How to Use the Z-index to Overlay Elements With CSS

by Feb 25, 2021e-commerce, Graphem Web Talk

How do you overlay elements with CSS?

The z-index property is used to position elements one above the other and it’s really simple to do!

One of the most common problems when working with different visual elements can be the superposition of these. Luckily the solution to these problems is very simple. There is a CSS property called z-index that allows us to handle the elements as if they were layers, allowing us to decide which element will appear above another.

At first this is difficult to understand since we usually see the web in 2 dimensions and we represent it with width and height, but there is also a third aspect which is the depth. This is what the z-index property allows us to control.

The way it works is simple and to explain it we are going to use the following example. We have 2 boxes, one red and one blue, and one is on top of the other but we can modify it.

Example:

HTML

<div class=”blue”></div>

<div class=”red”></div>

CSS

div {

width:200px;

height:200px;

position:absolute;

}

.blue {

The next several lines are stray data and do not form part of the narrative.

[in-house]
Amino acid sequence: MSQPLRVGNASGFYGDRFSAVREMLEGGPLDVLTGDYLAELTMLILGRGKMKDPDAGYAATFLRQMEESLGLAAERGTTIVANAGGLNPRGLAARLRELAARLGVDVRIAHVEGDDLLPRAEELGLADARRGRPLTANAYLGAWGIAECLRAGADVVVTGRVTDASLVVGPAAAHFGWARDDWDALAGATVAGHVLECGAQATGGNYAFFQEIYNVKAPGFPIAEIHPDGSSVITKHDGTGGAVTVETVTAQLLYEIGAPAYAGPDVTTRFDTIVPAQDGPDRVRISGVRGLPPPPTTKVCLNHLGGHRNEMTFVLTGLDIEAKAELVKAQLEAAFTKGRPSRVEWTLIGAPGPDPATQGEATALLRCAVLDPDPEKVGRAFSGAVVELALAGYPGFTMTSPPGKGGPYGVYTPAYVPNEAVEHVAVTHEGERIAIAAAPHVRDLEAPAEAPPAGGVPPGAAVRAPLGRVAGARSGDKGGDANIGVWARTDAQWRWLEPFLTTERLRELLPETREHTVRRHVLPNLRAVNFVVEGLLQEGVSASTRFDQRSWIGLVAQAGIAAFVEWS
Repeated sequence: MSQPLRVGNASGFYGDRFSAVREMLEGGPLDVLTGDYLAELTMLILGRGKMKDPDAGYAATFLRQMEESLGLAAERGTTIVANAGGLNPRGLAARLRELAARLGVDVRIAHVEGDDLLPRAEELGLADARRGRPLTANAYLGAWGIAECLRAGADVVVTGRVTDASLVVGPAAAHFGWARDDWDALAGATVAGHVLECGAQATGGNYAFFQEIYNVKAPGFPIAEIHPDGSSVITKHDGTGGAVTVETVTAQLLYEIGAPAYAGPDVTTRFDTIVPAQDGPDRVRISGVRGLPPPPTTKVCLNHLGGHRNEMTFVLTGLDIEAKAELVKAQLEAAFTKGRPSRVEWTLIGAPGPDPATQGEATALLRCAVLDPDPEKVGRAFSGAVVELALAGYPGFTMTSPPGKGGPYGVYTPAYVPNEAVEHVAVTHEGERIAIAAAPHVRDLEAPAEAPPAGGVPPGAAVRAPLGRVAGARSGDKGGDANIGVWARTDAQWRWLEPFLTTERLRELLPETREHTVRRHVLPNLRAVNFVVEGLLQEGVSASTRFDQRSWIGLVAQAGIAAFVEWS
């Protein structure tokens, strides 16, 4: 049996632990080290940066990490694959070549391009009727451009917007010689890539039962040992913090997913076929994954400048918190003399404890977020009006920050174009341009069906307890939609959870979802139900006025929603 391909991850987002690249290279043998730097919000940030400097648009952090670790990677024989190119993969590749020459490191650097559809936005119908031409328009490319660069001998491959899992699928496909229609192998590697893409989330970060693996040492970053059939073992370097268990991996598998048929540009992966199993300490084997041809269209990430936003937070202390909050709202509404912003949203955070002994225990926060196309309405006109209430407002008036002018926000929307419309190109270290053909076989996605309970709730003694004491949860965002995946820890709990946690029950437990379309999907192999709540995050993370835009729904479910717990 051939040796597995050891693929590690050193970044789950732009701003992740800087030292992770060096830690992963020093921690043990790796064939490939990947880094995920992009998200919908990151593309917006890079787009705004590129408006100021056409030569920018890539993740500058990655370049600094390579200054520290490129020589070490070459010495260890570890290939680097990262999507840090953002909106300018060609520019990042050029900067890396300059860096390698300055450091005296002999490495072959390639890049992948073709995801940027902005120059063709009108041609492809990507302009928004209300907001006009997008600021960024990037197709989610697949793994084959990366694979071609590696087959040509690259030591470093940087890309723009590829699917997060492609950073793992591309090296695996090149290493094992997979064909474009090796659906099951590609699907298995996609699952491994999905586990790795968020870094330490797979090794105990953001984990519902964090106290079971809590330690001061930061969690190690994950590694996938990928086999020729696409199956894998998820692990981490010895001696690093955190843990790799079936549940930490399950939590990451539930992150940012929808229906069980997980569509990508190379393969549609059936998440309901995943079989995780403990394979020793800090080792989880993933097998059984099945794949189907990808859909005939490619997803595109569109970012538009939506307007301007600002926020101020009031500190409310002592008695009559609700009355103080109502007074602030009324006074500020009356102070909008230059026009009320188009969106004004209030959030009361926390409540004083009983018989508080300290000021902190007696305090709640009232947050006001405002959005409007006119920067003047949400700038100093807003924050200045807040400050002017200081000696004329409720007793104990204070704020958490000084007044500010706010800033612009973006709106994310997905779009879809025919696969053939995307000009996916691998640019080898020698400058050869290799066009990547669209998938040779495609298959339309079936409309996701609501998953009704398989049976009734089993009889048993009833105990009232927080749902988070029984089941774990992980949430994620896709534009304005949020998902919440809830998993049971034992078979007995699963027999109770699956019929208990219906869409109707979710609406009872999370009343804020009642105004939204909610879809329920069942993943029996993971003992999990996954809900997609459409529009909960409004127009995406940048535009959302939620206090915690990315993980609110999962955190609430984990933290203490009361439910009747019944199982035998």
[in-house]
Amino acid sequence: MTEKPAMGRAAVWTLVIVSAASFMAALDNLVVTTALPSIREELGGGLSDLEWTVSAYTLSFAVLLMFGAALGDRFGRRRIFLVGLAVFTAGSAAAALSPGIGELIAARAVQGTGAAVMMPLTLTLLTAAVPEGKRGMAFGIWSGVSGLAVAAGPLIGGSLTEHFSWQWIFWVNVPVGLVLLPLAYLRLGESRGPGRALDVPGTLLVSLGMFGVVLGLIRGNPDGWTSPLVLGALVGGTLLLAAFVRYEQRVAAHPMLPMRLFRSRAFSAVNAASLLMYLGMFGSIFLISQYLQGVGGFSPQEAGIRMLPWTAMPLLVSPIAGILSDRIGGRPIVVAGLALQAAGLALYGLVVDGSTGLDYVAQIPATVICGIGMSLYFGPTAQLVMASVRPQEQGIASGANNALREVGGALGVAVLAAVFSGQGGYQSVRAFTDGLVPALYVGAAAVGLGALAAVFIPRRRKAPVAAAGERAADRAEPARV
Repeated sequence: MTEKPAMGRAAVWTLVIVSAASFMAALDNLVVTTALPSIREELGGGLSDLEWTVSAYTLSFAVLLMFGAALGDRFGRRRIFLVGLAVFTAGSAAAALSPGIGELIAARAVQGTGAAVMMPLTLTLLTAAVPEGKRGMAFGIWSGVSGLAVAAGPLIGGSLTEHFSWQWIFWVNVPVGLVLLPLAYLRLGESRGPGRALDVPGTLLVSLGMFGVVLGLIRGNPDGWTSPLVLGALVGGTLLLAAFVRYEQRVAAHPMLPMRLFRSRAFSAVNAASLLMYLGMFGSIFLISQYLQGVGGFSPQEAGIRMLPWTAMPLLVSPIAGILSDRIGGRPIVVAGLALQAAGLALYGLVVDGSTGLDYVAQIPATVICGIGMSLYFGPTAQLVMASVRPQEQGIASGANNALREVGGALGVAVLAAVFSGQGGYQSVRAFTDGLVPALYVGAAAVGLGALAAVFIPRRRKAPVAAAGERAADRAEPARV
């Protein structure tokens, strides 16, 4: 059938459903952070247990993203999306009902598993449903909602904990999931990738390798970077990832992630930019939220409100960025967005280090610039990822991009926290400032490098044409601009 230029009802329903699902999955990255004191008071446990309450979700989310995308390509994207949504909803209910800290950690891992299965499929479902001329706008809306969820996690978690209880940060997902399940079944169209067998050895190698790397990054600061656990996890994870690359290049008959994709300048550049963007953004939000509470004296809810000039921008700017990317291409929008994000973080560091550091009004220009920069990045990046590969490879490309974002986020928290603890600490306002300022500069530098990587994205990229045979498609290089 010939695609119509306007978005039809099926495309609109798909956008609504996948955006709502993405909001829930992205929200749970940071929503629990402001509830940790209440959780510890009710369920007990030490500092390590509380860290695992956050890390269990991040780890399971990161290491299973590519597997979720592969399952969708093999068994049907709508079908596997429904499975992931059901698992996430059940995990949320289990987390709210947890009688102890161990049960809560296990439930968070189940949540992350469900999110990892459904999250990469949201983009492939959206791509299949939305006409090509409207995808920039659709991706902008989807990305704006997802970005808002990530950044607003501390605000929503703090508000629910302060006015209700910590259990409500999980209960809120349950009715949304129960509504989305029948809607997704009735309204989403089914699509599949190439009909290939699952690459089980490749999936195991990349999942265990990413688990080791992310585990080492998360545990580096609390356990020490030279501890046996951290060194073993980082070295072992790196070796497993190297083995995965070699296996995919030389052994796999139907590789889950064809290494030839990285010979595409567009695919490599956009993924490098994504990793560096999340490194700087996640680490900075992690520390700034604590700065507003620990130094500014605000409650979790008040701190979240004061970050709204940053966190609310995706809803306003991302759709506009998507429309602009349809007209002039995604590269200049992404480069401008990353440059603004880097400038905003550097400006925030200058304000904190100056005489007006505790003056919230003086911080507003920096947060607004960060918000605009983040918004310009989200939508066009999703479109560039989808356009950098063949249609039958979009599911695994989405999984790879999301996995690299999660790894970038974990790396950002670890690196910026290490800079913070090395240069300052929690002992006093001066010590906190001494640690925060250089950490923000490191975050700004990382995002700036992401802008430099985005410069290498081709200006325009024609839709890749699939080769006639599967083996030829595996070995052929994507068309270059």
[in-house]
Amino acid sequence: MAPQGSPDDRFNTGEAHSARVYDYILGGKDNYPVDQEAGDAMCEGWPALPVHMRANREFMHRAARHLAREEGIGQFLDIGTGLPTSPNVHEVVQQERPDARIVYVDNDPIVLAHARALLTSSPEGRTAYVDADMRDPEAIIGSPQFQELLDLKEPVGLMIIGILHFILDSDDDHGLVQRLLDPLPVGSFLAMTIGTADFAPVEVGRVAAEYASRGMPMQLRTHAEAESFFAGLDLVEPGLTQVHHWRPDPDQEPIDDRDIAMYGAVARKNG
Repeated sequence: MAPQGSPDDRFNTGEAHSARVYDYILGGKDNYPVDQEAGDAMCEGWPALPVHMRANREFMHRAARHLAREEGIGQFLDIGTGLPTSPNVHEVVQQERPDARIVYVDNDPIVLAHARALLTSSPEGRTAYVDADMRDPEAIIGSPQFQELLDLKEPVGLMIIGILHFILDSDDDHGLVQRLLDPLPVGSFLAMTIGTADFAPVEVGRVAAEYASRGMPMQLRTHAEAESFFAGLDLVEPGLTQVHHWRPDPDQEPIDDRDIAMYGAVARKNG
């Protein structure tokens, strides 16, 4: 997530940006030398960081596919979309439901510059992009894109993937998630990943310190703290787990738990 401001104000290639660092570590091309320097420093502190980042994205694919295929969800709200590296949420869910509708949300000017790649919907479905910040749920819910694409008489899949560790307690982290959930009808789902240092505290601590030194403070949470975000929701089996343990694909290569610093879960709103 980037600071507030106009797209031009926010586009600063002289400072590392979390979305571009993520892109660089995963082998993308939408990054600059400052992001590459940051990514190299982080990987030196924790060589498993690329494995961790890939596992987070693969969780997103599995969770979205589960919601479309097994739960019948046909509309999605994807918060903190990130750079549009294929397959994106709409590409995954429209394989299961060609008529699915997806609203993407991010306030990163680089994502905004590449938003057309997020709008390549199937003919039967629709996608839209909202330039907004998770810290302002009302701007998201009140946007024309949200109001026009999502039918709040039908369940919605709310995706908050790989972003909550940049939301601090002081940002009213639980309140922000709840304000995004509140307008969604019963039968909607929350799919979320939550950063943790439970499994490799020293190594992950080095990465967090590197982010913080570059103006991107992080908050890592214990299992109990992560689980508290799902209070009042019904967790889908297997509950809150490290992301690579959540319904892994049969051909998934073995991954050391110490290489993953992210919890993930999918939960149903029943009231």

background:blue;

z-index:1; /*The z-index of the blue box is lower than that of the red box*/

}

.red {

background:red;

z-index:2;/*The z-index of the red box is greater than that of the blue box so it is shown after the blue box*/

left:100px;

top:100px;

}

Result looks like this:

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Click here to go to Codepen live example

As you can see in the code it is really easy, just add the z-index property to the elements that have conflict. The value that we will put depends on the depth that we want and the element with the highest z-index will be the one that is shown in front. We can use any value, from 1 to whatever we want.

You can see in the example above how the red box is shown in front because it has a higher z-index than the blue box.

Finally, I would like to highlight one thing; the values ​​that the z-index property receives are only integers (whole numbers), so we do not have to add some measure such as px, em, etc. Only integer numbers.

So there you have it! I hope you have found this short tip useful. Feel free to reach out to us if you have any other web related questions.

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